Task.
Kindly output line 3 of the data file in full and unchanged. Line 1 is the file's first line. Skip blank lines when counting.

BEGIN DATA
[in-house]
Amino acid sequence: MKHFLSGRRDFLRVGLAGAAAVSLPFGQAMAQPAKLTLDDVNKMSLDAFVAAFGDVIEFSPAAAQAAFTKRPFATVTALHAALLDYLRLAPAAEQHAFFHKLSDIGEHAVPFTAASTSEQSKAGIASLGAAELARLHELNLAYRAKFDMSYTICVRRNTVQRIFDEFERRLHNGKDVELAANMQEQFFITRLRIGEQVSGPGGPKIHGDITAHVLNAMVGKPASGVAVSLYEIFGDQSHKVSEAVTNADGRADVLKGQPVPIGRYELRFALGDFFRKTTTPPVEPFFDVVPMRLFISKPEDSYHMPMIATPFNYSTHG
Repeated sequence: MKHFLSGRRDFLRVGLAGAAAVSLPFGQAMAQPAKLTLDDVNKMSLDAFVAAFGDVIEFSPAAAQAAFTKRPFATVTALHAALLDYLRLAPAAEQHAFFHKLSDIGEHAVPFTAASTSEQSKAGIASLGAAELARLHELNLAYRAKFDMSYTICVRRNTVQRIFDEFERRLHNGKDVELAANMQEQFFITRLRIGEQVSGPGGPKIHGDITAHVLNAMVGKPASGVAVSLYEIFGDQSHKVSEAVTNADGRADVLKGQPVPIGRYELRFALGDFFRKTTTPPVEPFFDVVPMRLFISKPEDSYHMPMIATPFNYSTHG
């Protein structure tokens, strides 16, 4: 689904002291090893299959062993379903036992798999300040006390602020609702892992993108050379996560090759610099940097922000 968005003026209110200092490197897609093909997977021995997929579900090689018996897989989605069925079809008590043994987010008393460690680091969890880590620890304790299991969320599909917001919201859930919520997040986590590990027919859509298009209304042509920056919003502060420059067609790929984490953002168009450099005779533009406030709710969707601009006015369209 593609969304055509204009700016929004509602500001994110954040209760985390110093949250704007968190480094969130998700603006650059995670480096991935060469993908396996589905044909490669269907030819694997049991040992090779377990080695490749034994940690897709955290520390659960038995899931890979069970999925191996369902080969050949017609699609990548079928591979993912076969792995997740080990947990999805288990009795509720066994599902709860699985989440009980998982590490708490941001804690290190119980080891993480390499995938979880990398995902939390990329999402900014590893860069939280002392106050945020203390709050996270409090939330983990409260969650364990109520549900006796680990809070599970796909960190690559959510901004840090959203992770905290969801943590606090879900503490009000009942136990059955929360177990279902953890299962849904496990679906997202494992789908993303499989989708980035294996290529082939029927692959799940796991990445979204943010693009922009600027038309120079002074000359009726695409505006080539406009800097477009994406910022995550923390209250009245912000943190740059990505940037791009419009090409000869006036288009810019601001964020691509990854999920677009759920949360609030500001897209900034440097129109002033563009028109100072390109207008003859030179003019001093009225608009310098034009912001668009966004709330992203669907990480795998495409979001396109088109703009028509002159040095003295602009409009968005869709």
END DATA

Repeated sequence: MKHFLSGRRDFLRVGLAGAAAVSLPFGQAMAQPAKLTLDDVNKMSLDAFVAAFGDVIEFSPAAAQAAFTKRPFATVTALHAALLDYLRLAPAAEQHAFFHKLSDIGEHAVPFTAASTSEQSKAGIASLGAAELARLHELNLAYRAKFDMSYTICVRRNTVQRIFDEFERRLHNGKDVELAANMQEQFFITRLRIGEQVSGPGGPKIHGDITAHVLNAMVGKPASGVAVSLYEIFGDQSHKVSEAVTNADGRADVLKGQPVPIGRYELRFALGDFFRKTTTPPVEPFFDVVPMRLFISKPEDSYHMPMIATPFNYSTHG